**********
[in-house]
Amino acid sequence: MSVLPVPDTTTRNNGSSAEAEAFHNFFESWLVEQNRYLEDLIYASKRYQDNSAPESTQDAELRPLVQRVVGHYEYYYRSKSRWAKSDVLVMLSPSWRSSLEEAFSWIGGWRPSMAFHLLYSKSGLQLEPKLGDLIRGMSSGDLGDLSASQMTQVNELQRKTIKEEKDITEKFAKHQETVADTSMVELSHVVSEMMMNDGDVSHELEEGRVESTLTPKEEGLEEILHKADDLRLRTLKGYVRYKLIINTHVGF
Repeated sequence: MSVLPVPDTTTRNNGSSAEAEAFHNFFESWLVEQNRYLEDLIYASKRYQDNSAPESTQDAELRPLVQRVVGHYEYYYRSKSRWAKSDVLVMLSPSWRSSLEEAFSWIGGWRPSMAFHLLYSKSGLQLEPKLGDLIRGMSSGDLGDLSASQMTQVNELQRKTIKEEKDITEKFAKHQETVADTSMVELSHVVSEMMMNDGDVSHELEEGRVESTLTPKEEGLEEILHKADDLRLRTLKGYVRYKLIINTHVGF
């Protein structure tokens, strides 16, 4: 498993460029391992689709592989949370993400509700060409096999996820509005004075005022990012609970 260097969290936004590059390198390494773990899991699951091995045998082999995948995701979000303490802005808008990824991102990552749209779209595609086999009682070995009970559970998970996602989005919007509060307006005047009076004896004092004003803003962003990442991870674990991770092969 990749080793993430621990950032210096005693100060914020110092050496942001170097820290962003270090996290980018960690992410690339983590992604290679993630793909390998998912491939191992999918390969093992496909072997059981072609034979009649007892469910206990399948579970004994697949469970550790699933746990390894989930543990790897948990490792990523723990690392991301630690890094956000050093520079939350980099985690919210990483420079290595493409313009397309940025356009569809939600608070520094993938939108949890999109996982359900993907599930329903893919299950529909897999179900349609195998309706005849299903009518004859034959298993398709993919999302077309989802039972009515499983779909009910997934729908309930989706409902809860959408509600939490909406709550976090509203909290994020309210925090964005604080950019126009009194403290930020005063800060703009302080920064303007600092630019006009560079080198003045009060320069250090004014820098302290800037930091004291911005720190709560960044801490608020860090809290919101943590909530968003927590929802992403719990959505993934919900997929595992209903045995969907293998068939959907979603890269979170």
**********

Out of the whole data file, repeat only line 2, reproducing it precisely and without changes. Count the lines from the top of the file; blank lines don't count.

Amino acid sequence: MSVLPVPDTTTRNNGSSAEAEAFHNFFESWLVEQNRYLEDLIYASKRYQDNSAPESTQDAELRPLVQRVVGHYEYYYRSKSRWAKSDVLVMLSPSWRSSLEEAFSWIGGWRPSMAFHLLYSKSGLQLEPKLGDLIRGMSSGDLGDLSASQMTQVNELQRKTIKEEKDITEKFAKHQETVADTSMVELSHVVSEMMMNDGDVSHELEEGRVESTLTPKEEGLEEILHKADDLRLRTLKGYVRYKLIINTHVGF